Trish laughed. “I’m excited to hang out with himdid you remember to tell the teacher? I got the full-on inquisition last time.”

“Yeah. Yeah. I told him.” Nancy moved to the door. “Thanks, Trishy. Thanks so much.” She was partway outside when she remembered. “And oh, please make sure Cal has milk at lunch. He’ll ask for apple juice, but don’t give in. Not even when he does that cute pout thing. He needs milk. Okay?”

O-kay,” Trish said. “Stop being such a worry wart.”

She took a deep breath. If only she could.


Nancy sat in an uncomfortable steel upright chair with faded blue fabric. It was one of three lined up symmetrically against the wall next to the closed office door. To either side stretched an endless hallway of similar doors, mostly closed, with their line of waiting chairs, some filled, some not. This was it—the psych ward. A strange, sickly smell permeated the air. Muted yellows and greens from the sixties adorned the walls, along with pictures of ill-looking people. The one in front of her asked: Do you have one or more of these symptoms?If so, tell your doctor. You could be depressed. What were they thinking when they designed this wing? Didn’t they realize that here, of all places, people needed cheering up?

A girl in her late teens was sitting directly opposite, waiting for her door to open. She didn’t look crazy, Nancy thought. Long brown hair trailing down her shoulders in healthy waves. A pale complexion and a pointed, almost regal-looking nose. She was reading a textbook, a U of T knapsack at her feet. Nancy noticed that she was highlighting just about every line on the page. Something she used to do. Just one of her many compulsions. Hmm.

As though sensing Nancy’s gaze, the girl looked up and smiled, her eyes alighting on Nancy’s white sweater before returning to the book. Nancy looked down at herself. Christ. A chunk of vomit was caked into the fabric. She’d had a binge and purge earlier. No wonder it smelled rank in here. She eased out of the sweater, rolled it into a ball, and shoved it in her purse. Who’s the crazy one now? She thought, mortified.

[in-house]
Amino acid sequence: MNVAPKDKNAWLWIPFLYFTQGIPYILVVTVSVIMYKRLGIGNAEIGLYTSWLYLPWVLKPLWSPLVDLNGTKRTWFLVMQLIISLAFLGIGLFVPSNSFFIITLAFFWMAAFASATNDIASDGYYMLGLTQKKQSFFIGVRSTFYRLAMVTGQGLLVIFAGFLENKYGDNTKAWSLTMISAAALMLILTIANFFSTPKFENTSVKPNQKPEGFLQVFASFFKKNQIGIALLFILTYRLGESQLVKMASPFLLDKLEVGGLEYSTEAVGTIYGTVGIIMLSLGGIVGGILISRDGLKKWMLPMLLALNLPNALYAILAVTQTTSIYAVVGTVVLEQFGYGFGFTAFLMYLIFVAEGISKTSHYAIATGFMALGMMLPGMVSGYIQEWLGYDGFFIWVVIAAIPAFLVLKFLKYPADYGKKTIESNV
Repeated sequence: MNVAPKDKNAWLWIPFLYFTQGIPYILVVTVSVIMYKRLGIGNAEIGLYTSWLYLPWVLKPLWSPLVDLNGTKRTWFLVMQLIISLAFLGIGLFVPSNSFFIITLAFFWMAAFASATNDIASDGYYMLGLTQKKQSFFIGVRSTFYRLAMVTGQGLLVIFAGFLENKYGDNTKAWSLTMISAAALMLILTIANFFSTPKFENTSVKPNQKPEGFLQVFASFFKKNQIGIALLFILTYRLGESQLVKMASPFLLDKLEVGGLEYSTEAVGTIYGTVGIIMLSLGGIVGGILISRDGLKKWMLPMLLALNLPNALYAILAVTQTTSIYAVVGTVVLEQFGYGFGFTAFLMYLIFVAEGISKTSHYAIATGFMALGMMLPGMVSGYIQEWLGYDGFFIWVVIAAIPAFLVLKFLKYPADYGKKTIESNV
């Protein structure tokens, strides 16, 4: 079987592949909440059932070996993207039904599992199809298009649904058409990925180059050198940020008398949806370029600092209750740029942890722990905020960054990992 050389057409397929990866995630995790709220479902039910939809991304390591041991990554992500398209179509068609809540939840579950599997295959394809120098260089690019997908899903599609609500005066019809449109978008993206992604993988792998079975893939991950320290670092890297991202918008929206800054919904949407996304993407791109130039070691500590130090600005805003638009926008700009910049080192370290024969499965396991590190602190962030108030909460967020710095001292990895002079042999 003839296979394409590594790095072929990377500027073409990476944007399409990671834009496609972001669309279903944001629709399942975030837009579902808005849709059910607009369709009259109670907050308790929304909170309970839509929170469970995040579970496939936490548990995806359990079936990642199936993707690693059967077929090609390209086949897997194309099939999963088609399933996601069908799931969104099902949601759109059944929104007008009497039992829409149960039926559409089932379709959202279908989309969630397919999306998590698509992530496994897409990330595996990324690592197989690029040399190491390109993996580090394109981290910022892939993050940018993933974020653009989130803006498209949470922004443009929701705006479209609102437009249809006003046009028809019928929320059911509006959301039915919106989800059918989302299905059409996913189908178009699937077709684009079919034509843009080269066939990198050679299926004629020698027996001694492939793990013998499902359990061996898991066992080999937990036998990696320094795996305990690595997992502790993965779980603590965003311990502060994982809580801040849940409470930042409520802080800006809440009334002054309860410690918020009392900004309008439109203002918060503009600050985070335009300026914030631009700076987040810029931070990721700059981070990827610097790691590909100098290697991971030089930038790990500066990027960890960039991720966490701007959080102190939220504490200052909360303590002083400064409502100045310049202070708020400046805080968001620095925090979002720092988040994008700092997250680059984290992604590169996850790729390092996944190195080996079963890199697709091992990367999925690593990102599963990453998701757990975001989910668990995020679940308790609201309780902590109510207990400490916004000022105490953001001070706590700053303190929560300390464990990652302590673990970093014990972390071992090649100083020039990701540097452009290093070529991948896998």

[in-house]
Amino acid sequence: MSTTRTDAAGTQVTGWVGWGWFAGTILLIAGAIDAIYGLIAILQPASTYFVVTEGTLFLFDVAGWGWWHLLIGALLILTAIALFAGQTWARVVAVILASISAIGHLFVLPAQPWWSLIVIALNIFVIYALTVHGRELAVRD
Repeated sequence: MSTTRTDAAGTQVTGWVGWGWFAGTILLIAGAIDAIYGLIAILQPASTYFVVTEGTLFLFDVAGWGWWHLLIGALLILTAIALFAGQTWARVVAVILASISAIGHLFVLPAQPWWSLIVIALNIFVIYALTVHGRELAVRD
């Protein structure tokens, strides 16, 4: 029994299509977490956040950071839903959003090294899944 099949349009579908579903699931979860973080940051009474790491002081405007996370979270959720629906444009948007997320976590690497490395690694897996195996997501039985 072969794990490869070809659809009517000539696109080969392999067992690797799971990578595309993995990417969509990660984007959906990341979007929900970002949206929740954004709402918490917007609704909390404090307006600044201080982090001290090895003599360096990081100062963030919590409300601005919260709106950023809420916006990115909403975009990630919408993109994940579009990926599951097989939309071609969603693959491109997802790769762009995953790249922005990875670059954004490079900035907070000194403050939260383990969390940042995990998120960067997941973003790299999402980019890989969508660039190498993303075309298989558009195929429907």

The door opened, revealing a plump woman with a black skirt, black leggings, and a black wool sweater, overtop of which dangled a huge silver pendant. Her hair was buzzed short, her eyes sapphire blue. “Hi,” she said with a smile. “You must be Nancy.” She stuck out her hand. “I’m Dr. Snowdon. Come on in.”

Nancy worked her way through the stacks of files on the floor to a brown wooden chair, while the doctor took her seat behind the desk.

“So, Nancy,” she said, “just give me a sec while I pull your file from this mess here.” She flipped through a teetering pile. “Okay.” She skimmed the papers. “So, you’re here forOCD and bulimia, right?” She looked up.

“Yes, that’s right,” Nancy said.

“And your psychiatrist, Dr. Stotts, prescribed Clomipramine in the fall?”

Nancy nodded.

“Is that helping?
“Yes and no,” Nancy said. “I find that my checking and hand-washing symptoms have improved, but my bulimia is pretty much the same. Plus, there is something else, something worse. It’s these thoughtsI’m consumed by them.”

“What kind of thoughts?”

“I know it sounds vain, but they’re focused on my face. Every little mark, you know? I stare at my reflection for hours. It’s pure panic inside. As though it’s a catastrophe that I have these marks. And instead of playing with my little boy, Cal, or doing something productive, I’m wasting all this time.” Nancy was on the point of tears.

“How much time do you spend in front of the mirror, do you think? Per day.”

Nancy tried to compute quickly. “I guess around two hours or so,” she said. “Sometimes more. But that doesn’t include the thoughts about my face. They’re there all the time.”

“Okay,” said the doctor as she took notes.

Okay? Nancy stiffened. This stuff is destroying me and all she can say is okay? The doctor was looking at her again.

“And what about the binging and vomiting? How often do you do that?” She glanced at the clock on her desk.

“Every day. Sometimes once, sometimes twice, I—”

A cell phone jangled. Dr. Snowdon picked it up. “Sorry, that’s my daughter’s school. I’d better take it. I won’t be a minute.” She left the office, leaving Nancy to study the degrees lining the walls.

After a few minutes, she returned. “I’m sorry. My daughter forgot her gym shoes, and her teacher wanted my permission to send her home to get them.” She shook her head, smiling. “Then I figured while I had him on the phone, I would ask him about her abysmal results on a math test…” She looked at Nancy. “Okay. Where were we?”

“I think I was telling you about my barfing.”


For the next thirty minutes the doctor quizzed her on her symptoms, possible triggers, childhood, marriage, and work. Yes and no answers. Nancy was disheartened. She’d expected the doctor to focus more on the details: traumatic experiences, thoughts, feelings—the ammunition she’d need to form a cure.

Finally, the doctor put down her pen. “Nancy, have you heard of BDD?”


“Body dysmorphic disorder. It’s part of the OCD spectrum. Patients typically obsess about some part of the body. Often it’s the face, but not always. Legs. Arms. Breasts. Hair. And it’s not restricted to women. Men get it too.” She paused.